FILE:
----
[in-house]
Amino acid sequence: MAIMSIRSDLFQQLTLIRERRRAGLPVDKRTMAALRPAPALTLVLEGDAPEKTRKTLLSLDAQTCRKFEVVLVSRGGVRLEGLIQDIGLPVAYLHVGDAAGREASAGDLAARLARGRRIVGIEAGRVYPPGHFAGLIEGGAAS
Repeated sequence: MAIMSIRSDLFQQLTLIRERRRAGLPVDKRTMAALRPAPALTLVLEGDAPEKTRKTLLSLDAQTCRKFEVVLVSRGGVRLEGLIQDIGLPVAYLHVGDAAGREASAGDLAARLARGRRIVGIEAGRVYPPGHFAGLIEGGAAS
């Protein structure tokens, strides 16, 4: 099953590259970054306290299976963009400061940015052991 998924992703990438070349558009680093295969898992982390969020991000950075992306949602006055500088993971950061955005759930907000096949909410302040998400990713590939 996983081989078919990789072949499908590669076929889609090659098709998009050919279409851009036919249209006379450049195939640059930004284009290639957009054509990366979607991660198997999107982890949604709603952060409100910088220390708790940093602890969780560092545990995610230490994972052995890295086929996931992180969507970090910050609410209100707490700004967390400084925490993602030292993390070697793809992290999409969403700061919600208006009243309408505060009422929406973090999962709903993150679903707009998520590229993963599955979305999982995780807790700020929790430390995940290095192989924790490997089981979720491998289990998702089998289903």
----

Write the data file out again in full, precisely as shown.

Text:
[in-house]
Amino acid sequence: MAIMSIRSDLFQQLTLIRERRRAGLPVDKRTMAALRPAPALTLVLEGDAPEKTRKTLLSLDAQTCRKFEVVLVSRGGVRLEGLIQDIGLPVAYLHVGDAAGREASAGDLAARLARGRRIVGIEAGRVYPPGHFAGLIEGGAAS
Repeated sequence: MAIMSIRSDLFQQLTLIRERRRAGLPVDKRTMAALRPAPALTLVLEGDAPEKTRKTLLSLDAQTCRKFEVVLVSRGGVRLEGLIQDIGLPVAYLHVGDAAGREASAGDLAARLARGRRIVGIEAGRVYPPGHFAGLIEGGAAS
């Protein structure tokens, strides 16, 4: 099953590259970054306290299976963009400061940015052991 998924992703990438070349558009680093295969898992982390969020991000950075992306949602006055500088993971950061955005759930907000096949909410302040998400990713590939 996983081989078919990789072949499908590669076929889609090659098709998009050919279409851009036919249209006379450049195939640059930004284009290639957009054509990366979607991660198997999107982890949604709603952060409100910088220390708790940093602890969780560092545990995610230490994972052995890295086929996931992180969507970090910050609410209100707490700004967390400084925490993602030292993390070697793809992290999409969403700061919600208006009243309408505060009422929406973090999962709903993150679903707009998520590229993963599955979305999982995780807790700020929790430390995940290095192989924790490997089981979720491998289990998702089998289903």